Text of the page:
I am already so tired. But I take a sip. It’s good. I’m experiencing and learning. I’m happy that she wants to share her Mirto with me.

3.
A week and a half. That’s how long it took me to show Paola that I care.

It isn’t because I didn’t appreciate her good cooking, her comforting hand on my shoulder, her singing with the TV. It’s because I didn’t know how to appreciate her.

But tonight I figured it out. All it took was: “Grazie per cena.” And then I saw it, a big, kind smile. And then I heard it: “Grazie per la tua compagnia.”

It’s a routine we will create every time we eat. She prepares the meal, I set the table, then, we eat together.

After I see her face light up I make sure to tell her every time. I fly the table cloth out of the window, like a banner, and our bread crumbs fall onto the street like rain. I fold the cloth, step beside her and place it in the drawer. Before I leave I say it. My voice is gentle and genuine. I say it from the heart; “Thank you for dinner.”

Smiling big, she thanks me for sitting and eating beside her. I tip toe to my room with a joyful heart. It’s my favourite thing to hear and my favourite part of our dinner.

————

xx, Hannah

 

 

Cut, Paste, Create

I have rediscovered my love for making cut and paste a form of poetry. My bed is covered in clippings of discarded ing’s and ed’s that did not make the literal cut. In my own artistic arrangement, words from Shakespeare’s King Lear Dover Thrift Edition become neighbors with last week’s “Sports” column and serious black fonts stand strong against a bridal magazine’s cursive pink heading.

One of my favorite things about words is that they sound different sandwiched between others. A big “I” seems a lot less significant with a bunch of “you”‘s (no matter how small). Combinations of words and phrases make unique sounds and meanings. Variety is abundant.

Another is that words never expire or run out of use. They can be taken from the basement, dusted and polished, and then made into something entirely new. They can be borrowed and adopted. They can be taken. And, as you can see, they can be cut and pasted.

Here is some of my cut and paste poetry. This Summer, I am traveling to East Asia to work at a humanitarian bakery that loves on those who have been brought out of human trafficking. In order to do so, I need to raise funds. To raise money, I am making cut and paste poetry (like the ones above) for donations.

If you would like to give (and receive a painting/poem!) email me at: hannahblaisdell@yahoo.com

xx, Hannah

P.S. Here’s a fun short poem I wrote. Enjoy.

I sever words from pages. I’ve done it all
my life, cutting out Shakespeare’s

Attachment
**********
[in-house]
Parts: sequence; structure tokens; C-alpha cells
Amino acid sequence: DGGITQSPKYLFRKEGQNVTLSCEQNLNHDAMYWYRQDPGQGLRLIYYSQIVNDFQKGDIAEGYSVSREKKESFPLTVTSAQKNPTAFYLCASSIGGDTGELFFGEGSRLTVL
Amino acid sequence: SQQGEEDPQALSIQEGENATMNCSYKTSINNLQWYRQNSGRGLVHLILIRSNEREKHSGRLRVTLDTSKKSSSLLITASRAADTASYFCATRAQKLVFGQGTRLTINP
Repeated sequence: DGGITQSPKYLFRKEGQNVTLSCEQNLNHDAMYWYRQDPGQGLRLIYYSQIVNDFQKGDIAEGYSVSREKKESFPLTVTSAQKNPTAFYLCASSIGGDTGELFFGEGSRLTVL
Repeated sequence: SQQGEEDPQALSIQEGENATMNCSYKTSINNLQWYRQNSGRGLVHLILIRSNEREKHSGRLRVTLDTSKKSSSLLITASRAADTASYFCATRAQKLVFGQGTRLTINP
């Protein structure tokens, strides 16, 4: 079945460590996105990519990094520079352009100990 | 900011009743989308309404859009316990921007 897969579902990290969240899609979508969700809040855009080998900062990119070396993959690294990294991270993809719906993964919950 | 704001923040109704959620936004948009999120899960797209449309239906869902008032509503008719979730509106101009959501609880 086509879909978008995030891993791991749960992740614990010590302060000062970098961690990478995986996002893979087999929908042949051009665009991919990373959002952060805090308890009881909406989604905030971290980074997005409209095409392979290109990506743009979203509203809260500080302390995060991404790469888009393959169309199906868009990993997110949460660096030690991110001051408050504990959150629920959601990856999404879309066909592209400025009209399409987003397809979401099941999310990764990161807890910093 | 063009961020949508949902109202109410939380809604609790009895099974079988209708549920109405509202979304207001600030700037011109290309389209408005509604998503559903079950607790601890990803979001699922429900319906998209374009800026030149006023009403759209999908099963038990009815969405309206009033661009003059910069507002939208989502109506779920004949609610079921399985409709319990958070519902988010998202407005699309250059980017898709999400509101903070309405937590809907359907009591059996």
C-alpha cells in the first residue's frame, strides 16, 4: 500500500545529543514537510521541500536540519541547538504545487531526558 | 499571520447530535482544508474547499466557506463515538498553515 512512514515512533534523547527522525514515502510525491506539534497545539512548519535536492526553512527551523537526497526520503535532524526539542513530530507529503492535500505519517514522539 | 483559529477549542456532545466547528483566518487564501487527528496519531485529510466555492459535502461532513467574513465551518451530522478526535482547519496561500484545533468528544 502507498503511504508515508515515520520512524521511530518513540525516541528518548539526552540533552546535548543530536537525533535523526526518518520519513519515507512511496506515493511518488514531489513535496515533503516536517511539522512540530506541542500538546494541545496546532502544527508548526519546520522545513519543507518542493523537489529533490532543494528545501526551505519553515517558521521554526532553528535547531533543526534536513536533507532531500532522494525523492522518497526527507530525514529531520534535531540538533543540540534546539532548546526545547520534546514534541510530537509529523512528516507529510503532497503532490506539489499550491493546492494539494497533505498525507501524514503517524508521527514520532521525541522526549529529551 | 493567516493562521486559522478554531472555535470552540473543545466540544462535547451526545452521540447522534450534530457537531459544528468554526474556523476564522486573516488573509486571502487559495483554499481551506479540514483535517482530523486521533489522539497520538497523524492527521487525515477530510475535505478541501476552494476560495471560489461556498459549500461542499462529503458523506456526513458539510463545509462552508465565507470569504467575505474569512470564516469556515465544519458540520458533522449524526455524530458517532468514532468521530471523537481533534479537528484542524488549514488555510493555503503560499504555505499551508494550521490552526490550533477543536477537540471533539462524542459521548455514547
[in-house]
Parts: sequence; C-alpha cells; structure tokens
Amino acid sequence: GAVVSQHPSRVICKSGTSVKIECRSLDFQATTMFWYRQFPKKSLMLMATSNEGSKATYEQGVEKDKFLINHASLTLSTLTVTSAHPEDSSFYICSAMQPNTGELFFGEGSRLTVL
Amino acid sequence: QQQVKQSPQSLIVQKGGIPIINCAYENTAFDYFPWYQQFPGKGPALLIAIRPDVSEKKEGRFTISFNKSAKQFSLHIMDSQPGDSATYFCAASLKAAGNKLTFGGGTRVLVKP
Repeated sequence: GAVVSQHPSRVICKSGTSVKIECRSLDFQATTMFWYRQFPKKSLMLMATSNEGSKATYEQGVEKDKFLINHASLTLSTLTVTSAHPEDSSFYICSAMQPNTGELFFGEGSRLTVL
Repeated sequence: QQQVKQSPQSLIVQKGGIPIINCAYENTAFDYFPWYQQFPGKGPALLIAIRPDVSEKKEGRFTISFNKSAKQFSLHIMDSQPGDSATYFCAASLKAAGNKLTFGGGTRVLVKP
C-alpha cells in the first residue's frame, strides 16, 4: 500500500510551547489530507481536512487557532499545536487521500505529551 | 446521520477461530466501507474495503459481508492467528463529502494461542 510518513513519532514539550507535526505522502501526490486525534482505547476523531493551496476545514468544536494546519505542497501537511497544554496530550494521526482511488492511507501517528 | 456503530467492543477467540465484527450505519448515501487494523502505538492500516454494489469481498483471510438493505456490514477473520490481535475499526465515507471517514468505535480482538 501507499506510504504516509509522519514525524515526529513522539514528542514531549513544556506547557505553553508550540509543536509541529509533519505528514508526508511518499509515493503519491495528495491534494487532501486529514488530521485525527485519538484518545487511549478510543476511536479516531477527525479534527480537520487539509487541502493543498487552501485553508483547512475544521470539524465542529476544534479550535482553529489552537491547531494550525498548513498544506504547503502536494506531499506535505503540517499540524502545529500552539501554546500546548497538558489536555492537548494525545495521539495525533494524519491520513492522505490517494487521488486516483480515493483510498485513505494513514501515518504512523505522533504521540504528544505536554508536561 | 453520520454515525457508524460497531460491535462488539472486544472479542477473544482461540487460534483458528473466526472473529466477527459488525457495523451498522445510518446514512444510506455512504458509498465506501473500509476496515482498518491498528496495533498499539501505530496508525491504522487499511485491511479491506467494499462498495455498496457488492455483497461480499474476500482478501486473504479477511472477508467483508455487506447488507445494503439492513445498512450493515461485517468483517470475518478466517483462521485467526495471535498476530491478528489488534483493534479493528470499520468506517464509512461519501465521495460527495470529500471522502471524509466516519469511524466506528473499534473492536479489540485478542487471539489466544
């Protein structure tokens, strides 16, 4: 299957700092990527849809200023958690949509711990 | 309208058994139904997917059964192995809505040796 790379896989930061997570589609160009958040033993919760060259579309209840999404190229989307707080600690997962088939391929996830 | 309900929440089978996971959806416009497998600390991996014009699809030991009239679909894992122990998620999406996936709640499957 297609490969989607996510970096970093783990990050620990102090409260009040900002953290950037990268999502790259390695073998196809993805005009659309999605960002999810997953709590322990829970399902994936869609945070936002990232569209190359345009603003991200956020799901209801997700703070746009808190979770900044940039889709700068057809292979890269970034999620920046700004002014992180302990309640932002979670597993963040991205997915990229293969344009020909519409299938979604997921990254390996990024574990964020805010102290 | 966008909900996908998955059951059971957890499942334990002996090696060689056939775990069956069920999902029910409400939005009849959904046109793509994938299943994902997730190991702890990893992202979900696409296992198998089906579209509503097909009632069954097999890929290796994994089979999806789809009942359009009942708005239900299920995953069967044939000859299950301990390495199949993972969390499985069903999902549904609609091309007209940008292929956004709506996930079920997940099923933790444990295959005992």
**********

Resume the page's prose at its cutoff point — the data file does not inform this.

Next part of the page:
King Lear and merging it
with the speech I heard last night.

Some call it plagiarism to take
what has already been written or said,
but I promise every thought is
original and every intention is as it should,

For who needs a Webster’s
dictionary when a good ol’ pair of
scissors and Elmer’s glue will
work just as good?

Sky Study

 

I recently heard this quote by C.S. Lewis before he became a Christian and it changed my perspective on the beauty and the inexplicable glory of nature. While driving back from Nashville, I hummed strong yeses that agreed with every tree lifting its hands in praise and every beam of sun that turned the greenest leaf gold. Such beauty does not, it cannot, exist without demanding some sort of acknowledgement. The skies pull my eyes upwards and when I look at the clouds straight in the eye, I cannot help but recognize that creation is also looking up towards a God that seeks that I humble myself and say beautiful, glorious, good, powerful, grand. Here is the quote:

“Precisely where does the beauty of a tree, for example, reside? Like every other physical object, a tree is made up of atoms, and atoms are identical and without color. So when you call a tree beautiful you are actually speaking of something other than the atoms of which it is made. A light from the vibrations in the distant sun produces a wave toward your eye. When it reaches the tissues of your eye another vibration is set up and moves along a nerve like a telegraph wire, carrying the sensation to your brain. One such sensation, we call greenness, another brownness, a third shapeliness. But there is no actual color either in the atoms of which the tree is composed or in all those vibrations.

How then does the beauty of the tree arise? Shape, size, color, touch, and the like are simply the names we call our sensations, and no amount of study of them can ever bring us to the notion of beauty in the tree. Beauty must therefore arise from some nonmaterial relation between the tree and myself.